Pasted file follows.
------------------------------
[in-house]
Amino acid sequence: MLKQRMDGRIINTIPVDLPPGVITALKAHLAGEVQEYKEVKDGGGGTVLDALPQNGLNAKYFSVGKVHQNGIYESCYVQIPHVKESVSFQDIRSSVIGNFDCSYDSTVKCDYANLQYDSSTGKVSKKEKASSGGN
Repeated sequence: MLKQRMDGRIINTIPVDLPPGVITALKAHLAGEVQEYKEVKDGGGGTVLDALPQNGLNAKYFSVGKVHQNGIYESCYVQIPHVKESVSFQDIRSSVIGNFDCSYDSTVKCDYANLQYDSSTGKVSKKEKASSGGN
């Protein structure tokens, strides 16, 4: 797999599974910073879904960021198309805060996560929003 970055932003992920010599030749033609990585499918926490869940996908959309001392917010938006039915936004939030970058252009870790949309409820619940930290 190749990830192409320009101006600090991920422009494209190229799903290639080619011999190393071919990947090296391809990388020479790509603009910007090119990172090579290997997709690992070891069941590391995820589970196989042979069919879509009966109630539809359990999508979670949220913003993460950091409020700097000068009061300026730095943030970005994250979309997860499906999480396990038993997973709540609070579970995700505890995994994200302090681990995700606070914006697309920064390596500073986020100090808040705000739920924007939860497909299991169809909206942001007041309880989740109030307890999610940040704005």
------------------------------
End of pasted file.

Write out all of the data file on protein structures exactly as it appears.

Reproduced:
[in-house]
Amino acid sequence: MLKQRMDGRIINTIPVDLPPGVITALKAHLAGEVQEYKEVKDGGGGTVLDALPQNGLNAKYFSVGKVHQNGIYESCYVQIPHVKESVSFQDIRSSVIGNFDCSYDSTVKCDYANLQYDSSTGKVSKKEKASSGGN
Repeated sequence: MLKQRMDGRIINTIPVDLPPGVITALKAHLAGEVQEYKEVKDGGGGTVLDALPQNGLNAKYFSVGKVHQNGIYESCYVQIPHVKESVSFQDIRSSVIGNFDCSYDSTVKCDYANLQYDSSTGKVSKKEKASSGGN
């Protein structure tokens, strides 16, 4: 797999599974910073879904960021198309805060996560929003 970055932003992920010599030749033609990585499918926490869940996908959309001392917010938006039915936004939030970058252009870790949309409820619940930290 190749990830192409320009101006600090991920422009494209190229799903290639080619011999190393071919990947090296391809990388020479790509603009910007090119990172090579290997997709690992070891069941590391995820589970196989042979069919879509009966109630539809359990999508979670949220913003993460950091409020700097000068009061300026730095943030970005994250979309997860499906999480396990038993997973709540609070579970995700505890995994994200302090681990995700606070914006697309920064390596500073986020100090808040705000739920924007939860497909299991169809909206942001007041309880989740109030307890999610940040704005």